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University of Alaska Suspends Programs Review, Single Accreditation

For now, the University of Alaska has put its plans on consolidating the entire university system into a single accredited university on hold.

On Tuesday, the Board of Regents in a meeting voted to delay its two decisions made after state Governor Michael J. Dunleavy made drastic budget cuts.

Along with the single accreditation, the regents suspended system-wide expedited academic program review process.

“I don’t see it as being reactionary,” said Regent Lisa Parker, “but as being responsive to the constituents we are supposed to serve.”

Last month, the Northwest Commission on Colleges and Universities (NWCCU) had written a letter to the university seeking various clarifications including the roles and responsibilities of university leaders.

In June, Dunleavy vetoed $130 million in the university’s operating budget. Following a $5 million cut previously approved by the state legislature, this $135 million slash represented 41 percent of UA’s current state funding level of $327 million.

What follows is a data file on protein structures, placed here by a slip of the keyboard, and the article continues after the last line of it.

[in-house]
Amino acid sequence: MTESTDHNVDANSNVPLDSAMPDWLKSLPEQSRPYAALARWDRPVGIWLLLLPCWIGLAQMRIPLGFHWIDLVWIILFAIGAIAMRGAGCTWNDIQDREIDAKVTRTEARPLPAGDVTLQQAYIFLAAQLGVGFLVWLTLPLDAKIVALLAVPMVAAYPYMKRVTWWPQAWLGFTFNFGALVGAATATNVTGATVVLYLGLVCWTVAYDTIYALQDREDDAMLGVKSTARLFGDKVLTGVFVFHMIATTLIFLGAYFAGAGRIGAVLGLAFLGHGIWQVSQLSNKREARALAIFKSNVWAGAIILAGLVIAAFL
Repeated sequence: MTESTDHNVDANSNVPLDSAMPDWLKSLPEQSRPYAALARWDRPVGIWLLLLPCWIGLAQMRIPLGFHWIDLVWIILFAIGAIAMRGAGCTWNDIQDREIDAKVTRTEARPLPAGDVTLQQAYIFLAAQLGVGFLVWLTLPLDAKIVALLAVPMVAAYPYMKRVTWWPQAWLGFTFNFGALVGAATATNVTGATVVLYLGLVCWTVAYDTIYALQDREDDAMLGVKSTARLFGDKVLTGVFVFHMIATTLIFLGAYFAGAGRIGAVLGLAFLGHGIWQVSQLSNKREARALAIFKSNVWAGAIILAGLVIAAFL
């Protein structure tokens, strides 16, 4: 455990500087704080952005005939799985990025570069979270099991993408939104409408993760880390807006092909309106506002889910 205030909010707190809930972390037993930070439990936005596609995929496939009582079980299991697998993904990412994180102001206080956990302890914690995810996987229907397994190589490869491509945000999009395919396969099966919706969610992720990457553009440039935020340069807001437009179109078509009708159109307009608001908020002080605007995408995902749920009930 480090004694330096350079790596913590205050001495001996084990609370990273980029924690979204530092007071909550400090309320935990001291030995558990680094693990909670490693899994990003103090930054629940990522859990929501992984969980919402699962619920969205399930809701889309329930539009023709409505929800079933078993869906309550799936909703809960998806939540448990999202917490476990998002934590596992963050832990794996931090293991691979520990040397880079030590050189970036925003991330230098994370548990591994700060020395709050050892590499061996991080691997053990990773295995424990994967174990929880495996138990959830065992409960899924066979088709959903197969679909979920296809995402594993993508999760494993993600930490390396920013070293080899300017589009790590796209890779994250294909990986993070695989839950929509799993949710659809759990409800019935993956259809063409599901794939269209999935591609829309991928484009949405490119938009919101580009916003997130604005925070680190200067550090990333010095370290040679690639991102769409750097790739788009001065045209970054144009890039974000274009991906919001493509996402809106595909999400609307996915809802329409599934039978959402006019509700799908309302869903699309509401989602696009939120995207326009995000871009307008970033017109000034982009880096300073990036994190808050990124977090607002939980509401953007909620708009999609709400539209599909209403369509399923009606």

In August, both sides signed a multi-year compact agreement that would cut $70 million in state funding instead of the one-time $135 million slash. During the current fiscal year, the university budget will be reduced by $25 million, while the next two fiscal years will see additional reductions of up to $45 million.

Currently, the university is rated Baa1 for its credit and Baa3 for its Series 2012 Lease Revenue Bonds rating and currently owes for several of its buildings, including the UAF Engineering Building, the UAA University Center and the UAF Power Plant.

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